Page last updated at 18:29 GMT, Thursday, 12 March 2009

Child died waving to grandmother

Muireann McLaughlin [Pic: Central Scotland News Agency]
Muireann was described as a "bright, loving child" by her mother

A toddler died after being hanged by the cord of a window blind as she tried to wave goodbye to her grandmother, a court has heard.

Two-year-old Muireann McLaughlin climbed up to wave out of her brother's bedroom window when she slipped, knocking herself unconscious.

She then fell into the looped cord of the roller blind, which killed her in about 20 seconds.

The fatal accident inquiry into her death continues.

The inquiry, at Alloa Sheriff Court, was told that Muireann, her brother Cian, four, and Alfie, six, had been looked after by their grandmother Beryl Searles, 61, in the family home in Menstrie, Clackmannanshire on 5 February last year.

Her father Angus, 40, had been at work and mother Kate, 36, at an ante-natal check.

I went into Cian's bedroom and saw her hanging, facing me. She was caught in the blind cord
Angus McLaughlin

Mr McLaughlin, an NHS radiography manager, arrived home and Mrs Searles left the house.

Mrs Searles told the inquiry: "As I walked out I could hear Cian and Muireann playing upstairs, and then I saw Cian waving from the window.

"Six minutes later I got a call from Angus. He just said 'Muireann's dead'."

Mr McLaughlin said he first knew something was wrong when Cian asked: "Why isn't Muireann talking to me?"

He said: "I went into Cian's bedroom and saw her hanging, facing me. She was caught in the blind cord.

"I ran over and lifted her out of the noose and laid her on the floor.

"Cian was standing back, rather startled. I checked for vital signs and there was no respiration or pulse, so I started to perform CPR.

"Her pupils were fixed and dilated, and there was no heartbeat or breathing."

'Significant impact'

Mrs McLaughlin said she was pregnant with Muireanne's new sister Ania and was returning from an ante-natal appointment when she walked in on the scene.

She called for an ambulance, and Mr McLaughlin carried on with CPR on his daughter for 40 minutes, even after paramedics had arrived.

However, she was pronounced dead shortly after arriving at Stirling Royal Infirmary.

Dr Alan Howison, consultant paediatric pathologist at Yorkhill Hospital in Glasgow, said: "It seems Muireann was trying to copy her brother in looking out of the window. It appears she was standing on something and lost her footing.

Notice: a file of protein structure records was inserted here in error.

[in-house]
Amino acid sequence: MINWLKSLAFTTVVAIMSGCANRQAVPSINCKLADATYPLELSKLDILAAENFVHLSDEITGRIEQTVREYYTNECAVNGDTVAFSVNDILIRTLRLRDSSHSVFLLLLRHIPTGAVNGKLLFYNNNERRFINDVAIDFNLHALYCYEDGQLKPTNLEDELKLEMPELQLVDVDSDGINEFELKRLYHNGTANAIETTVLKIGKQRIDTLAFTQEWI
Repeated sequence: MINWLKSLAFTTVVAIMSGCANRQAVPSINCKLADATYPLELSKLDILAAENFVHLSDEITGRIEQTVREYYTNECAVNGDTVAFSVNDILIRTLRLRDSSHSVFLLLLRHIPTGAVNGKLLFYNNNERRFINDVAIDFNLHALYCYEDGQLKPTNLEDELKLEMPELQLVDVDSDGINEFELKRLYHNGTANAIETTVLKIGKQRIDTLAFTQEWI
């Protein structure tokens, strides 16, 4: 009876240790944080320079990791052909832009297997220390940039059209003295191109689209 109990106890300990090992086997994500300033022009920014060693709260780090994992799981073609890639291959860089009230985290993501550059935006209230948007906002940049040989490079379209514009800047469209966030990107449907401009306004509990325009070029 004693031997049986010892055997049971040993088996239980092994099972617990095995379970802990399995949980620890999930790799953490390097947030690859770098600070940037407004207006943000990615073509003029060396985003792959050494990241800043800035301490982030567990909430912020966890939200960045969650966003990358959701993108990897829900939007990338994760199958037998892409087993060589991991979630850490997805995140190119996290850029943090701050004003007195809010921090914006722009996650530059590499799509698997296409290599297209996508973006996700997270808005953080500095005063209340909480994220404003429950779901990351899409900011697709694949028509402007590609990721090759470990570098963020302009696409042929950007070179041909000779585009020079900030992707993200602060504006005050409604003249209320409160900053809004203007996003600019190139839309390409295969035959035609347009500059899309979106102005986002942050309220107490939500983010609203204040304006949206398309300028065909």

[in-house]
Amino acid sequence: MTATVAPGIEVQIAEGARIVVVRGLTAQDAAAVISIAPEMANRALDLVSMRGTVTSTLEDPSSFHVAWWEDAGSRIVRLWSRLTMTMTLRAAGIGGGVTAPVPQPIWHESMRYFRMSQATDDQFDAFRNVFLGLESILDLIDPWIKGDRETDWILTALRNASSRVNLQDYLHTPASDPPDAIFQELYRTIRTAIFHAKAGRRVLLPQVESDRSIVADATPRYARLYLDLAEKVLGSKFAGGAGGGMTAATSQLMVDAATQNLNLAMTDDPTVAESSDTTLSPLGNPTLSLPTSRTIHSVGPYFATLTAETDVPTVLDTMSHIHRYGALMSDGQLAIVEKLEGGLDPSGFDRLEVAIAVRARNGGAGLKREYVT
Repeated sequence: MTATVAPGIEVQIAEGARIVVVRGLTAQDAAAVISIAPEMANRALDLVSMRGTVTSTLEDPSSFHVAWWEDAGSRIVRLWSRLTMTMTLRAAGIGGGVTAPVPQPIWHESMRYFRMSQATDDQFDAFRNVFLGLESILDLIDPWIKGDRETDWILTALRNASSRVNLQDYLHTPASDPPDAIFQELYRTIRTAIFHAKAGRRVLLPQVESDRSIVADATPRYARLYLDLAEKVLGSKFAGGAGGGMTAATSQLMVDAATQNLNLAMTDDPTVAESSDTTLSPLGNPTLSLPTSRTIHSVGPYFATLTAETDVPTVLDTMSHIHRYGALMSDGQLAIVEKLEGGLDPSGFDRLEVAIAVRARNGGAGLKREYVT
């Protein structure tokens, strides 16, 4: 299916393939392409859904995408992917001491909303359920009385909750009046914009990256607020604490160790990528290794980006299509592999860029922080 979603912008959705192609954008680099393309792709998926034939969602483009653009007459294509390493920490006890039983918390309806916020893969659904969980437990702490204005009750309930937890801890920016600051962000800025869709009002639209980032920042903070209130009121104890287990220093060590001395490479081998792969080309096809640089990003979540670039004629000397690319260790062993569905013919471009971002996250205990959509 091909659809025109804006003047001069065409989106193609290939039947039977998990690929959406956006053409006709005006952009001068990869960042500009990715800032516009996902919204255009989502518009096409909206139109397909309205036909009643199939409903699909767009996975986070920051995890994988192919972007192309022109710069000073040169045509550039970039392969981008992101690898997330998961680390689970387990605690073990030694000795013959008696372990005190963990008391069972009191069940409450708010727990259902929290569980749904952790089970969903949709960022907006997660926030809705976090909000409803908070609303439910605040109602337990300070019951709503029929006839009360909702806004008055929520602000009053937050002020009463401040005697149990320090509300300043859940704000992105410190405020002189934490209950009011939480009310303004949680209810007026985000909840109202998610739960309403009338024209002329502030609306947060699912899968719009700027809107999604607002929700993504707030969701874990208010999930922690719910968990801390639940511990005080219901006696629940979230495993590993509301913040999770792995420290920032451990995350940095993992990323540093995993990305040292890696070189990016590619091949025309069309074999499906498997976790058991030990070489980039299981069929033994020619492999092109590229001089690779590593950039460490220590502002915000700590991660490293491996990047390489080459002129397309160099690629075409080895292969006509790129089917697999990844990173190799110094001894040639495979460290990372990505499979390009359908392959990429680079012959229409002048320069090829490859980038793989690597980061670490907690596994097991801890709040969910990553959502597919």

"It also seems there was a significant impact on her jaw, which would have either knocked her unconscious or stunned her.

I had never heard of a similar accident before. It never crossed my mind that this could happen
Graham Paterson
Alloa Blind Company

"She subsequently succumbed to the compression on her neck - it could have been as quickly as 15 to 20 seconds."

Mr McLaughlin, a founder member of Scots folk band Deaf Shepherd, said he and his wife had called for and insisted on the inquiry, which is being held at Alloa Sheriff Court, because he wanted to highlight the dangers of looped blind cords.

He called at the time for a US-style ban on looped blind cords, which safety groups believe kill two children every year in the UK.

He said in evidence: "I feel that what happened to Muireann is not right for any parent to have to go through.

"I bought the blind in good faith and assumed it would be a product fit and safe for home use."

Under Scots law, fatal accident inquiries are only mandatory for deaths at work or in custody.

Mrs McLaughlin told presiding sheriff David Mackie that Muireann was "a very bright, very loving child".

She added: "Muireann's was not the first death from being caught in a blind cord and we feel that public awareness of the dangers should be raised."

Graham Paterson, 64, owner of the Alloa Blind Company who supplied the blind that Muireann became tangled in, told the inquiry his company had changed the way it made its products since the accident.

He said: "We used to use metal clips to hold the blind cords together, but we have changed to plastic ones now. They come apart under less force.

"I changed the clips because I didn't want something like this to happen ever again.

"I had never heard of a similar accident before. It never crossed my mind that this could happen."

Print Sponsor

Parents talk of 'beautiful girl'
06 Feb 08 |  Tayside and Central
Father calls for looped blind ban
12 Feb 08 |  Tayside and Central
House debates looped blind cords
11 Mar 08 |  Tayside and Central
Funeral for blind death toddler
13 Feb 08 |  Tayside and Central
Calls to ban toddler death blinds
27 Feb 08 |  Tayside and Central

The BBC is not responsible for the content of external internet sites

Has China's housing bubble burst?
How the world's oldest clove tree defied an empire
Why Royal Ballet principal Sergei Polunin quit


Americas Africa Europe Middle East South Asia Asia Pacific